A particular favourite of his seems to be have been Frank O’Hara, his references to capitalist iconography such as Coca Cola and bright garish supermarkets being symbols to Rabik of a peculiar and distant Free West of which he wrote: “To me it speaks of colours I have not seen, metals I have yet to touch and sounds that seem as if they scream from the stars – and yet I cannot hear them! I live in a dome where such sounds are muffled, such scenes fogged by a polluting mist, and I cannot hear outside. However, I have my ear to the wall of the dome. To attempt to use this imagery from afar, that shall be my poetic mission. My art shall be what I am most removed from, I will describe the free highway that can and should forever be. The sounds I make will be Russian beat poetry, too far removed from Kerouac, Ginsberg, Burroughs and their fellow travellers to be truly representative of American beat, but attempting to make sense of the muffled noises from a party I can only dream of attending”.
He disappeared in mysterious circumstances in September 1973 – some say he escaped to another country to begin a new life, but most believe (probably more realistically) that his continual attempts to describe a grand capitalist future to a Russian public through underground poetry events met with punishment by the government. It is highly unlikely he is still alive, though his family claim they received no record or knowledge of his death or imprisonment, and to this day they regard him as a missing person.
“The Curse of Father Nostalgia” is an interesting little piece which has caused some amusement in Western circles by highlighting Rabik’s naiveté of Western fashions. His disharmonious mention of ‘kitchen skiffle’ in the first stanza may stem from the fact that he believed skiffle was a poverty-induced British (and therefore inferior and bastardized) form of “American Rock n Roll Expression”. In reality, of course, skiffle had long since fallen out of fashion in Britain by 1964 when this poem was first read, and the Beatles now ruled the music world and not Elvis Presley as Rabik supposed. In “Ravensong”, an essay on Elvis he wrote around the same time, he elaborated on this topic: “Tommy Steele sings of ‘Any Old Iron’, the cry of British scrap merchants for metal they can recycle – an almost communist war cry of thrift which suits his common, nasal tones. Presley, on the other hand, sings of “Blue Suede Shoes”, sleek and desirable items that define who he is through their unique appearance, items that are not recycled or imposed upon him through lack of choice. While we look west for inspiration, we must be selective about which countries we look to, and I believe only America has the correct vision”.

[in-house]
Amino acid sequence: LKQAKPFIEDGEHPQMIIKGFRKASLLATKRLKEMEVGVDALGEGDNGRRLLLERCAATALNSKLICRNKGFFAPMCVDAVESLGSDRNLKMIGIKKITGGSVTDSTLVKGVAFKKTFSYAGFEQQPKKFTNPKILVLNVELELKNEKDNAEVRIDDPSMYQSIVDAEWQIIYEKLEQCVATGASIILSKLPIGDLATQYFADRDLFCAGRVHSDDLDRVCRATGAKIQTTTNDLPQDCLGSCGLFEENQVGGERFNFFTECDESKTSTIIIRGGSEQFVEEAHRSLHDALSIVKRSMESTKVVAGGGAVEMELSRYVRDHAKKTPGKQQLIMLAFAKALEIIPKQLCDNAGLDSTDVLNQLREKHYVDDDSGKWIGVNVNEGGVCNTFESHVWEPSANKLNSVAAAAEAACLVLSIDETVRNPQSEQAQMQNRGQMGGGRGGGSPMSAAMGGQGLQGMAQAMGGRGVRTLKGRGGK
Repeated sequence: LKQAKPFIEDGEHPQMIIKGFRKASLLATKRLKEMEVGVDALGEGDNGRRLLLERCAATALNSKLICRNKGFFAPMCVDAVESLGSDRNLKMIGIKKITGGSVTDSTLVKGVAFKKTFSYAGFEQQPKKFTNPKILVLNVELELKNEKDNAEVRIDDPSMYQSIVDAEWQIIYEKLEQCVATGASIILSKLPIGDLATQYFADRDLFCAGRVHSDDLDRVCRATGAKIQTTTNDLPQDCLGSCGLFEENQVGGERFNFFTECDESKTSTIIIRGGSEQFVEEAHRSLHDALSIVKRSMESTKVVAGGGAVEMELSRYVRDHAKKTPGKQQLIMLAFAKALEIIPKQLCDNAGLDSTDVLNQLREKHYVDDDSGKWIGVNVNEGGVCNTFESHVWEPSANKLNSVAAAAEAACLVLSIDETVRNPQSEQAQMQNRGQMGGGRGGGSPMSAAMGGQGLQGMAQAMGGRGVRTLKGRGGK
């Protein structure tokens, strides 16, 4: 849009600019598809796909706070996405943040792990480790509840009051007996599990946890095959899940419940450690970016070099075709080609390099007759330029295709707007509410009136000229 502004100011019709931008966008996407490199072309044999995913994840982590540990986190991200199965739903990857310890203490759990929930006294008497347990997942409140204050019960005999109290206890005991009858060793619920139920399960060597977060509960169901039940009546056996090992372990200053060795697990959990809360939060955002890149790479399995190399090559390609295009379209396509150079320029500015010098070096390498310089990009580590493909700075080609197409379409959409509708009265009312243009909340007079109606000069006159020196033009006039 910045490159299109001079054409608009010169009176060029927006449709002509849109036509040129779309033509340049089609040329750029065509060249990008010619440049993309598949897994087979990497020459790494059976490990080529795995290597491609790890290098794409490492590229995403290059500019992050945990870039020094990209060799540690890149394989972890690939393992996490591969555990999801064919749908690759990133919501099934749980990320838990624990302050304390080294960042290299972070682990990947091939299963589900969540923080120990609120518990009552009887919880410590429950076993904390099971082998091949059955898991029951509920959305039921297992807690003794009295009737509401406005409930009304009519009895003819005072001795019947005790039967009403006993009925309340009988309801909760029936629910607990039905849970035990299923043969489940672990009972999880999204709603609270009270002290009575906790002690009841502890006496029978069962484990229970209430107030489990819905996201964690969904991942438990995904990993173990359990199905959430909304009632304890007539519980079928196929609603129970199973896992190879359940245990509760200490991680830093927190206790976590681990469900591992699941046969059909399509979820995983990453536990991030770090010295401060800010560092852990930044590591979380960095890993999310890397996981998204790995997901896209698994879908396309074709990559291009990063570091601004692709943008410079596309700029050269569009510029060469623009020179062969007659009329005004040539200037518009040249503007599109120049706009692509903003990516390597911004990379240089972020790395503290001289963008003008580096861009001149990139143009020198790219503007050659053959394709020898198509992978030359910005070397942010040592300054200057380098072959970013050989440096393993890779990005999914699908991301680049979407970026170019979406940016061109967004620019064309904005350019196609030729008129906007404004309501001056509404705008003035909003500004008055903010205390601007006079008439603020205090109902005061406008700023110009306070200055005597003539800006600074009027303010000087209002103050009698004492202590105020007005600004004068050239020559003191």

In fairness, such dated inaccuracies should be forgiven when his distance from the West is taken into account, and his parallel beat universe is occasionally much more interesting and heart-warming than the harsh realities others have described. Rabik would never have written anything like “Scream” about America, only a soviet Russia.
His dislike of nostalgia was referenced in other poems such as “Statues of Bald Leaders” and “Military Melodies and Future Noise”. He wrote on the subject in his diary “Oh how they use nostalgia as a weapon! I grow weary of such tactics. The unified communist past is OUR past, so we are told – it is a foul trick to stir feelings of familiar family warmth through military band music and cloying state-approved literature when there has actually only been perpetual cold and bloodshed in our history, and a denial of the truth. Nostalgia, it is an evil tool, a despicable method of unification”.